Europa Press (14ymedio), Madrid, 21 October 2021 — The dancer Carlos Acosta, who will return to the Teatro Real this coming October 22, 23 and 24 with his company Acosta Danza, has stated that the Cuban people “need to heal,” urging a “conciliatory dialogue” between society and the authorities of the Island.
“We are all waiting for a conciliatory dialogue and the Cuban people need to heal. I hope we can agree as a country, where we are going to go, as soon as possible, because there are many people in the middle who are waiting for it and are suffering a lot,” the dancer said when asked about the protests and arrests in Cuba last June.
Founded in Havana in 2015 with the aim of showing the world the new artistic talent of Cuba, through a program that combines classical, contemporary dance and Cuban rhythms, Acosta Danza has the collaboration of the Cuban Government. “This project is only feasible with financial support, there are very few independent projects there,” acknowledged the dancer, who also has a close relationship with Spain.
“I have been regular in my visits since I made my debut here at the Albéniz Theater: I have been with Tamara Rojo, also at the Real, at the Reina Sofía in Valencia, I have done Swan Lake …”, he pointed out, to then highlight his collaboration with Icíar Bollaín in the film — Yuli: The Return of the Prodigal Son — inspired by his autobiography.
“It took me ten years to write it and then it took another ten years to shoot it. It was very hard and traumatic, I wrote that book to heal but I found myself living my past. Still, I have met Paul Laverty and Bollaín, who is a teacher in film themes,” the dancer said.
Acosta, who was the first dancer at the Royal Ballet in London, has been called a “workaholic”. “I have prepared all my life in dance, always trying to learn and evolve. It gives me great joy and now I consider myself responsible for the evolution of my artists,” he said.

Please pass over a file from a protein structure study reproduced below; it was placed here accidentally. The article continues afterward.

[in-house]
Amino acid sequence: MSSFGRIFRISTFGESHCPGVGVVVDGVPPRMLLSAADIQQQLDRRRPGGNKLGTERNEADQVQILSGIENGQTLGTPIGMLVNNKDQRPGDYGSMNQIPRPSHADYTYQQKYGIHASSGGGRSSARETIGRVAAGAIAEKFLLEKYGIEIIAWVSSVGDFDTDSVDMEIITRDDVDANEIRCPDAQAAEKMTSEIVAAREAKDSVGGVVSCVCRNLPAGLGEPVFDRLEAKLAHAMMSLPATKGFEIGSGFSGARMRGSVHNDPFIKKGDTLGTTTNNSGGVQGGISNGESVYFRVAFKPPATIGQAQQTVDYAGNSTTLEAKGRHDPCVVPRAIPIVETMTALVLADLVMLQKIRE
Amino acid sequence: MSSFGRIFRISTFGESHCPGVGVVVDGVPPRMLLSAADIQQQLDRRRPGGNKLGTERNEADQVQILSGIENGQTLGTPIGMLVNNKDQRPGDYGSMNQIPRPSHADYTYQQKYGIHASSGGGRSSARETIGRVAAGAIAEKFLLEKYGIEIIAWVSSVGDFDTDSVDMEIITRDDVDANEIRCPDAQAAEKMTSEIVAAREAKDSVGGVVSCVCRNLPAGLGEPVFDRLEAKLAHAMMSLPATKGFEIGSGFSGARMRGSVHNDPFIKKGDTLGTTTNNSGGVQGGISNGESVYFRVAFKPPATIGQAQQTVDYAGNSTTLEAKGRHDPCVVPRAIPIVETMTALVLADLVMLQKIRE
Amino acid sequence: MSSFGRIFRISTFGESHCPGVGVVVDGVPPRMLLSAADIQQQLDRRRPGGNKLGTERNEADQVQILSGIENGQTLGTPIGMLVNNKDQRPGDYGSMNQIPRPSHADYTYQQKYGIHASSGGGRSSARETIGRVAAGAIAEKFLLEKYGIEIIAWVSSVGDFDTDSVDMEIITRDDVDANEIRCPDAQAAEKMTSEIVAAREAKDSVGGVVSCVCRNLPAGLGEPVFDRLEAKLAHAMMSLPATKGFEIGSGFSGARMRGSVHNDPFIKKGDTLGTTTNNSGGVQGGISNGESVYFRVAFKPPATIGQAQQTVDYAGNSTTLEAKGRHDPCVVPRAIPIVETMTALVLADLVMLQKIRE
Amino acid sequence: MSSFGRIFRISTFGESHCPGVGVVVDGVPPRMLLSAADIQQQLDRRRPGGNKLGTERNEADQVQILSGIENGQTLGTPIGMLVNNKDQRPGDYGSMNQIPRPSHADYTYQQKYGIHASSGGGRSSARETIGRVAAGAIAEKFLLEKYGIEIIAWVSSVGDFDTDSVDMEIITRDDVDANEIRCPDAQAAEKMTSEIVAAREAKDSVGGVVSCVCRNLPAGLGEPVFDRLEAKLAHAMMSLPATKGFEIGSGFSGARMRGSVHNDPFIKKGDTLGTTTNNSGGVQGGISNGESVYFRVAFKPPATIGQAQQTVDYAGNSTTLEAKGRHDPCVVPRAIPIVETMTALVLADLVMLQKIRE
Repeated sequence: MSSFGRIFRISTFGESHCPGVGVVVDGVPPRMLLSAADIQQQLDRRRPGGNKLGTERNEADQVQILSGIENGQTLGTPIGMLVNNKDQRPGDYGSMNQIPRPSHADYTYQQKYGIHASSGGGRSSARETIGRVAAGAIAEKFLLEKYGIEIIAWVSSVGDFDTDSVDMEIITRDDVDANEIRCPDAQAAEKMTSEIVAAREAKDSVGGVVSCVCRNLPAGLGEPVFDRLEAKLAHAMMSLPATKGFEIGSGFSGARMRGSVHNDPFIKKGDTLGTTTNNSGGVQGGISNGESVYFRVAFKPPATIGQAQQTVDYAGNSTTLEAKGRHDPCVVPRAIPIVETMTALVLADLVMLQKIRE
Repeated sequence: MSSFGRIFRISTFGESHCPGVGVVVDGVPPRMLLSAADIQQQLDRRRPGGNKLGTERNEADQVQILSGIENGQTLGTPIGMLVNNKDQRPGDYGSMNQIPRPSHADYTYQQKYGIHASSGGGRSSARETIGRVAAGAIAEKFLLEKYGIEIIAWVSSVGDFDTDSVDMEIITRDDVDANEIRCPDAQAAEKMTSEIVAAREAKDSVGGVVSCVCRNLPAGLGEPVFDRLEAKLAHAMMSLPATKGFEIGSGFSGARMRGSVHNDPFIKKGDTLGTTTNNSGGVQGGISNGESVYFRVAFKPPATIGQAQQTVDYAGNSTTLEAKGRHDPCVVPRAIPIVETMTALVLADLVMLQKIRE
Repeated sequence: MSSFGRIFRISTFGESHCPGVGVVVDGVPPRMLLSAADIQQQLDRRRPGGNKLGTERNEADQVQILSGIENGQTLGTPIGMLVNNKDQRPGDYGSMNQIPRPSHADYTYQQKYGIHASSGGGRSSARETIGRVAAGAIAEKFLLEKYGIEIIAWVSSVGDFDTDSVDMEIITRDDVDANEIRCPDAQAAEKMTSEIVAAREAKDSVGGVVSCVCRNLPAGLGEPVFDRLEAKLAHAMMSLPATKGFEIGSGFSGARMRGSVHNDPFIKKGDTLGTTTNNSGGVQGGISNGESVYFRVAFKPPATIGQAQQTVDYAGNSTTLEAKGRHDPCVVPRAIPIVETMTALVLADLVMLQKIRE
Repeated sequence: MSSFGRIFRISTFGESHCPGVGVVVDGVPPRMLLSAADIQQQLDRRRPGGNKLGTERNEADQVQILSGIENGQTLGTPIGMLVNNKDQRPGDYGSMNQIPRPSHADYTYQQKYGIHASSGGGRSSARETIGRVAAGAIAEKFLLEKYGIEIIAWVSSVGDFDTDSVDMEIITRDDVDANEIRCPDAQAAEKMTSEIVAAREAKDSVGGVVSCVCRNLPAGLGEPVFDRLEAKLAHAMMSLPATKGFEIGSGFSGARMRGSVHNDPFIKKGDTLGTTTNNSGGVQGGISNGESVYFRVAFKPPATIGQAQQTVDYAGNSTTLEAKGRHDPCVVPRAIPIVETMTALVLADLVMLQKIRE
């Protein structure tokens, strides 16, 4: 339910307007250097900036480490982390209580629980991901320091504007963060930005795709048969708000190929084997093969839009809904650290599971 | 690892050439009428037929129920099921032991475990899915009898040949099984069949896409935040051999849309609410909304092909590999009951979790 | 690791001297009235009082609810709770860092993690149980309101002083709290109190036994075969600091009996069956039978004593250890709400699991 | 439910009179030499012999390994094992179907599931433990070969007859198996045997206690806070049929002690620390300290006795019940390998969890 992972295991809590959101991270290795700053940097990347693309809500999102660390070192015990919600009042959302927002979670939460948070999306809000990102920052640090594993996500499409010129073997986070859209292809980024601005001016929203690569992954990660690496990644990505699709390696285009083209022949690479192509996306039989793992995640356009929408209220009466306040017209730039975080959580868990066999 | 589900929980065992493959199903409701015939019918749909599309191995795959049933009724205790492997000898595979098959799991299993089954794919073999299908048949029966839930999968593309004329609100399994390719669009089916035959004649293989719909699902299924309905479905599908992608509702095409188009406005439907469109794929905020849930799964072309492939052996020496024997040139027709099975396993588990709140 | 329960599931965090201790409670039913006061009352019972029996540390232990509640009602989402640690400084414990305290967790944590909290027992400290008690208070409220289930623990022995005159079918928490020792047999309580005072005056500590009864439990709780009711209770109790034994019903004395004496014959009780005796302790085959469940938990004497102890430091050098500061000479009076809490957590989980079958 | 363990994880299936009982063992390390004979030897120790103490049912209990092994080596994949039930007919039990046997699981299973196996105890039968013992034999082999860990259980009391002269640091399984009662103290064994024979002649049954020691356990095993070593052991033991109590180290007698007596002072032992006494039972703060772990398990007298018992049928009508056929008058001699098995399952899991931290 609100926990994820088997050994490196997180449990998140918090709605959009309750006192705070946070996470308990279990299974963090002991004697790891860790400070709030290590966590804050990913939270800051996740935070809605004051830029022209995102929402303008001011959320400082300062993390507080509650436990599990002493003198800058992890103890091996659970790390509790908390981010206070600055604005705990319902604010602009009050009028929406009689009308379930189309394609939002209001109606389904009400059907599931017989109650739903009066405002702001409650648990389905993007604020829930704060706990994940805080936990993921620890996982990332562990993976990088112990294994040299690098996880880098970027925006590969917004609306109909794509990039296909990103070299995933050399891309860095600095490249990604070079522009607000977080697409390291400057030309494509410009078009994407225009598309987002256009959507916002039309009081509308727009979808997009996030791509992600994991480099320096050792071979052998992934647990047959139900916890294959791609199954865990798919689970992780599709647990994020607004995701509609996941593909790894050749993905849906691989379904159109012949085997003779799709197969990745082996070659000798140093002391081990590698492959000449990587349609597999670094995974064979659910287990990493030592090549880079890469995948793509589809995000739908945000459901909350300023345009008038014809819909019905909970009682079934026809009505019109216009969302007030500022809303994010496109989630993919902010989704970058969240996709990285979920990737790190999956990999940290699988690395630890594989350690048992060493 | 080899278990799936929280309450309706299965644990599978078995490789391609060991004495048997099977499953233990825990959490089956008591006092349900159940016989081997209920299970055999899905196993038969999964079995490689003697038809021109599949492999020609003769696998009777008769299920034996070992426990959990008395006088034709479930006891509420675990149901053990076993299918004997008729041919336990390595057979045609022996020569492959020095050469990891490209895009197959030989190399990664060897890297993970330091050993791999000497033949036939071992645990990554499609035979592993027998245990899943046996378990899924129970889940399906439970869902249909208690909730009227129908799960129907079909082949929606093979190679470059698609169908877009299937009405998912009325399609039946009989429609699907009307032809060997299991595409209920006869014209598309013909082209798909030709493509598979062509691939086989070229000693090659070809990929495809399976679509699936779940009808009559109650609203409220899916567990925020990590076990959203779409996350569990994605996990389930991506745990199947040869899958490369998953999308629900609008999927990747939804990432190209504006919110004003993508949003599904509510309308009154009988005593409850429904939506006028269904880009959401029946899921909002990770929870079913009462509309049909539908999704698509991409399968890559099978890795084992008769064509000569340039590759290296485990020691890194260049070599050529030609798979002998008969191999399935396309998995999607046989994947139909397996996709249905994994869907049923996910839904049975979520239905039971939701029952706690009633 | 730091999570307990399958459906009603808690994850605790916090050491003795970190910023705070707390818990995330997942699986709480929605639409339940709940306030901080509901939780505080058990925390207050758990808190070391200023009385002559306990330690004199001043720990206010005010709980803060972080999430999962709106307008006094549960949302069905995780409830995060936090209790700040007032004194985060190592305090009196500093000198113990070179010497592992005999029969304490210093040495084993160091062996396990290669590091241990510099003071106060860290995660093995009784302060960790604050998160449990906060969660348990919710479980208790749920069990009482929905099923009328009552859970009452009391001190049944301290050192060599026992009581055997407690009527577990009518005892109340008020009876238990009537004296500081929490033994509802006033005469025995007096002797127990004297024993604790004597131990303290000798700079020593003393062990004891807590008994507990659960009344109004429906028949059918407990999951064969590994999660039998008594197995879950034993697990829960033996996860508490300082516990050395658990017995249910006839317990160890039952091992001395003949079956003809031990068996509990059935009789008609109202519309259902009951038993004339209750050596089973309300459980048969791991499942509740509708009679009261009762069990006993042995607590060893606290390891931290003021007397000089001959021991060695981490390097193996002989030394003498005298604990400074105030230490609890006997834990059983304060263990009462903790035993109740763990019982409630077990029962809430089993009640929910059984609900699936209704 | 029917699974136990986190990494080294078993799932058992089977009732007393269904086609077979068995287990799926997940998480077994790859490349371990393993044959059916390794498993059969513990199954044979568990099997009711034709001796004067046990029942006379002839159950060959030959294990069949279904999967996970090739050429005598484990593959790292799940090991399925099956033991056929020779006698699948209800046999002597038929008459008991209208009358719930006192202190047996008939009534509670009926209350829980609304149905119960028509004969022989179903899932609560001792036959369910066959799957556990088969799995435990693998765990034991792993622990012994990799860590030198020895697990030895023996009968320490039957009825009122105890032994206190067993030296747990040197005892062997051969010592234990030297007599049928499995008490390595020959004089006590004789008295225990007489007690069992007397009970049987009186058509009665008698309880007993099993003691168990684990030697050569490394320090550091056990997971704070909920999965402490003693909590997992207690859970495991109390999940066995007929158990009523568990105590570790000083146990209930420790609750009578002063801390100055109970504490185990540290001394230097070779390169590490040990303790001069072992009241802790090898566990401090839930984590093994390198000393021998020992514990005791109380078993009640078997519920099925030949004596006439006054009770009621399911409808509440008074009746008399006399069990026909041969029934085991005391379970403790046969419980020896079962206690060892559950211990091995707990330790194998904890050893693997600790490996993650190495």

In fact, Acosta Danza is a project to bring together the best dancers in Cuba, making them known on international stages. In Madrid, the scheduled show will be divided into several performances, always “trying to search for Cuban roots and join them with the modern: from the folkloric to the conceptual.”
Evolution will open the evening with the choreography of Raúl Reinoso, Satori. In Zen Buddhism this word refers to spiritual enlightenment; Carlos Acosta will take on the interpretation of Mermaid, the creation of the Belgian Sidi Larbi Cherkaoui for the company, on music by Woojae Park and Erik Satie.
In it, contemporary dance embraces the classical to tell the story of a mermaid, in which costumes and light are pointed out as fundamental references. Acosta will dance again in the second part of the program with the choreography Two, by Russel Maliphant.
With Paysage, soudain, la nuit, the Swedish choreographer Pontus Lidberg is inspired by traditional Cuban music through the rumba and its African roots; and closing the night is Twelve, by the Spanish Jorge Crecis, a dance-sport piece.
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